Pepulators, Bagels, and Leadership: More Chinook Takeaways

Pepulators, Bagels, and Leadership: More Chinook Takeaways

Sandy Belson is an ELGL member and the Comprehensive Planning Manager for the City of Springfield and she attended the Chinook Institute on a scholarship where she’s sharing her experiences from Chinook with the ELGL membership. Read her first blog installment here.


When I sent in my previous blog, I was half-way through leadership training at the Chinook Institute, held at Aldersgate in Turner, Oregon.  The quality of my experience ratcheted up another notch (in the positive direction) as I got to know the other participants and we engaged in experiential learning.

My week’s high point was a game to set prices for “pepulators”.  Reed Wagner and Allison Kean lead us through the pepulator pricing game and debrief process, expertly drawing out the lessons and how to apply these lessons in our work settings.  The game revealed some surprising attributes of my fellow participants (from unexpectedly generous to ruthlessly competitive) as we strove to garner maximum profits for our “companies”.  

Interactions between my “company” and the competitor involved flexing the rules against written communication through creatively cutting and folding the price-setting papers we sent back and forth through a messenger.  After establishing an initial rapport between the two companies, we upped our game by including candy and flowers in the price exchanges.

This experience highlighted the importance of establishing a relationship, even in impersonal arms-length transactions, and thinking creatively how to create rapport even in the context of communication constraints.

A different set of “companies” had a case that pitted the integrity of an individual against company gains – which resulted in real life ramifications.  The price setting exercise also revealed how hard it is to predict outcomes with limited information and to watch out for assumptions that may mislead your understanding of what is really happening.  

Continuing the day’s theme of negotiations, Wednesday evening brought us another story-teller, Jamie Damon, Senior Research Faculty at Oregon State University.  She held our rapt attention as she described how time after time she has been called upon to enter a room of angry people to mediate a plan that moves forward with public support.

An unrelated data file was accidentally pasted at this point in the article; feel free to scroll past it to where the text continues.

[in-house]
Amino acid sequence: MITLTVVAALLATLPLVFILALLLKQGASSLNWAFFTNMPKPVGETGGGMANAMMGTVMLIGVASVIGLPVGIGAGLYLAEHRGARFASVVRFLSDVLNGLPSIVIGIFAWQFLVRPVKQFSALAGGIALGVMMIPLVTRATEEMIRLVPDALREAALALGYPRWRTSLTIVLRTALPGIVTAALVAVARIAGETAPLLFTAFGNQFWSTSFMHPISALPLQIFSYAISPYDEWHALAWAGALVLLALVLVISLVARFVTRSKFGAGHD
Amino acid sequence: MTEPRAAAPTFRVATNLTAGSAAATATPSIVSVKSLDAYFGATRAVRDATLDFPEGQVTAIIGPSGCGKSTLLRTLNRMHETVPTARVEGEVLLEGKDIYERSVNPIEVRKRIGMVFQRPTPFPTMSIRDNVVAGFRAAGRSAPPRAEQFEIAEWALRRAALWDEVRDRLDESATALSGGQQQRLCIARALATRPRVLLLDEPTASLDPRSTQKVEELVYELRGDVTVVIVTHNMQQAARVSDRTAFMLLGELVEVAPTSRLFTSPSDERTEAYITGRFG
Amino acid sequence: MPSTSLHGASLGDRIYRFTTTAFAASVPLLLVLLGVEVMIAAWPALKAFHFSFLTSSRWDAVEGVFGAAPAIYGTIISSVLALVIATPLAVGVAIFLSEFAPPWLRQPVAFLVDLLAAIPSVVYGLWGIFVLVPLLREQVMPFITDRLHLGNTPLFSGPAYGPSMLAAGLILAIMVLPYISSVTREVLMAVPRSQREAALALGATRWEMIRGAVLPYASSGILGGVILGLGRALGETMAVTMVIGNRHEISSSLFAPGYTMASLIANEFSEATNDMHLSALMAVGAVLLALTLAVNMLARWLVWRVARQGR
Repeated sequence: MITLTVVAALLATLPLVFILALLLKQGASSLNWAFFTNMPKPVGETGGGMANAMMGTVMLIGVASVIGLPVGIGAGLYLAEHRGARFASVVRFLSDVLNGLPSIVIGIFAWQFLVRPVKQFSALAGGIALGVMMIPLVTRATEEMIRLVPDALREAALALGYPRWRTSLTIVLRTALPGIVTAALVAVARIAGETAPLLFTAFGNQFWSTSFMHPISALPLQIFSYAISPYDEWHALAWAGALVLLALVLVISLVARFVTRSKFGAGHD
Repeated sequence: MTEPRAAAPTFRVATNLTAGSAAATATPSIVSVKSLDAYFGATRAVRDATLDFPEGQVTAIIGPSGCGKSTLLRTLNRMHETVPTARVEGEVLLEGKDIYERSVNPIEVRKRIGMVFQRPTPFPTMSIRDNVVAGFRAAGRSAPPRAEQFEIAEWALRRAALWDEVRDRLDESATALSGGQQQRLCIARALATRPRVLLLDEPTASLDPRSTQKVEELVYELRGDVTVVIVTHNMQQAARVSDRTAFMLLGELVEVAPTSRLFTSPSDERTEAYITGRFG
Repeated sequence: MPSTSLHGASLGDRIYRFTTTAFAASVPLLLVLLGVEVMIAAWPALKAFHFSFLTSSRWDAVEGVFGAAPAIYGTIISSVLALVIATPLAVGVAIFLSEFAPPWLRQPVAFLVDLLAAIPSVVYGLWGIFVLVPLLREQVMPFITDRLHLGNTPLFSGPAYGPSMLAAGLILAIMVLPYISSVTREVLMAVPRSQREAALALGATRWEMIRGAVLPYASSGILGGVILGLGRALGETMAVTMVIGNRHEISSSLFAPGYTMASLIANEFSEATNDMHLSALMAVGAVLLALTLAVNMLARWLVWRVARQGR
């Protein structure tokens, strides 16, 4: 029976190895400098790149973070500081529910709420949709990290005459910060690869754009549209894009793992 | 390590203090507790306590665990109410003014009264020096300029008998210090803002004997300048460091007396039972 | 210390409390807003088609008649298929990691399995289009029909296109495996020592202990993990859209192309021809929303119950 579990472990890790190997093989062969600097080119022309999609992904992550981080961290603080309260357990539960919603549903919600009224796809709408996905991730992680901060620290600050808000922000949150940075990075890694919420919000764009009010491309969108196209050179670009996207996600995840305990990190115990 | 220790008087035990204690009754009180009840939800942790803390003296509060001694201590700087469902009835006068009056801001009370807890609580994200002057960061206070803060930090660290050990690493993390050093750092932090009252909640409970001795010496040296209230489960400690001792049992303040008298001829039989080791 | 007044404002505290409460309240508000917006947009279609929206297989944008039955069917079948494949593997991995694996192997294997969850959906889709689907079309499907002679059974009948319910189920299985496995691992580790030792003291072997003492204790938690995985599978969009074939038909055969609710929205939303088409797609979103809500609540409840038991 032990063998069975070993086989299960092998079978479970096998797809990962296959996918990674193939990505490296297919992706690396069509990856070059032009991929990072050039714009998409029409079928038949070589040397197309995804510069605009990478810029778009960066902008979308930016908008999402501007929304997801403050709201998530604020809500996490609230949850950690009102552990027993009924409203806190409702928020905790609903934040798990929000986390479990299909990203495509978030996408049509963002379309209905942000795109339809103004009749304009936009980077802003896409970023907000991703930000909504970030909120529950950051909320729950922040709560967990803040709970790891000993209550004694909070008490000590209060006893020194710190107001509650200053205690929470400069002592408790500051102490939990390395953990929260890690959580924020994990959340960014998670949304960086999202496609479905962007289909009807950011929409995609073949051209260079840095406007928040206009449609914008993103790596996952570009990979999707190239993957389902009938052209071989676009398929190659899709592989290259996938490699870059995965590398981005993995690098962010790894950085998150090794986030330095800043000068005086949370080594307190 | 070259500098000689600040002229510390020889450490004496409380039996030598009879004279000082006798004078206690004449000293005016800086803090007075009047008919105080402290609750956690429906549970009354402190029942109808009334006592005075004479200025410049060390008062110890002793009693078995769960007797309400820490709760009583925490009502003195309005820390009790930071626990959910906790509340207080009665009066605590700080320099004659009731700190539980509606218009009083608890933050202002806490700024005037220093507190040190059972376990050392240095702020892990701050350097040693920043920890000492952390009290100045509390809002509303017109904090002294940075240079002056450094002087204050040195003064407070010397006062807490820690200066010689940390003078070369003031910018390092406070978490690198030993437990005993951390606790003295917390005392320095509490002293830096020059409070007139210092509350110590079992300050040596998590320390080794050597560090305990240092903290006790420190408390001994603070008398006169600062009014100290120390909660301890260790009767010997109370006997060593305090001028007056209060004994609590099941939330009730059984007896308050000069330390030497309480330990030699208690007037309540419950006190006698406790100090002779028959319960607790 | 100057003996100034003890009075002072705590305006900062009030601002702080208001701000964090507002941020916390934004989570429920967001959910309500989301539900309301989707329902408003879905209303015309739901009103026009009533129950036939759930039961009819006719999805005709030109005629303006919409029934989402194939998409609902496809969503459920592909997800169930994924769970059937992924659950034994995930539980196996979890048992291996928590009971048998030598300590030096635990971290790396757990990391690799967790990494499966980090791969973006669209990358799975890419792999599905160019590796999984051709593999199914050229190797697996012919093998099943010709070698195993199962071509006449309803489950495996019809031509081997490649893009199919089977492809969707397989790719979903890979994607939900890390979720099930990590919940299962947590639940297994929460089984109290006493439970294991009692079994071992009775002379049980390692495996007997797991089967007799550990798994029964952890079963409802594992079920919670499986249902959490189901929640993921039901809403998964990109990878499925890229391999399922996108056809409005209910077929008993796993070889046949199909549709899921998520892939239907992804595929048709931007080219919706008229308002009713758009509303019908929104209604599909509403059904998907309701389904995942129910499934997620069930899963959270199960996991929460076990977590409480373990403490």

She taught us to find the point at which someone cares within the whole continuum of caring. For example, ask a complaining neighbor if he would call 9-1-1 if the house next door is on fire.   If not, would he call 9-1-1 if he knew there are kids in the house that’s on fire? She explained that some people make decisions based on values, some on facts, and others on emotions, and each of these bases for a decision is real.  

She described how she establishes credibility – by being authentic (true to herself) and using that authenticity to gain the respect needed to carry through negotiations and to lead disparate groups to a joint resolution.

Thursday morning, Turner’s own leader, City Administrator David Sawyer introduced us to systems thinking.  Similar to the lessons we learned at the beginning of the week from Don Coyhis, David said we need to be archeologists, digging below the surface to understand the basis for the situation.  

He explained that the deepest layer is our culture and that if something isn’t working, maybe there’s something in our culture preventing it from working.

Louis Larimer helped each of us discover our own ethics.  As he set up scenarios and provoked us with questions, he encouraged us understand how we resolve ethical dilemmas, and revealed differences among us that helped us appreciate other people’s ethics.

Throughout the week, after each delicious meal that put us all in a good mood, John Morgan reviewed the previous sessions and tied it all together to close with an inspiring recap.  (I have never had a breakfast buffet as amazing as the one served on our last day which included smoked salmon for bagels and lox, a bounty of fruit in addition to exquisitely prepared breakfast standards.)

There’s so much more I didn’t even touch on including human foosball, exchanging love letters, and dancing to music from the jukebox at Mister P’s.

A week later now, I still feel motivated by the ideas and energy shared.  Several other of my co-workers have attended the Chinook Institute and are interested in meeting to support each other as we strive to become better leaders.  

This support will be critical as I serve as interim manager of a recombined division in the Department of Development and Public Works. I will be calling upon all these lessons as I strive to help lead us through these organizational changes so we can continue to build the bridge to an amazing future for the City of Springfield.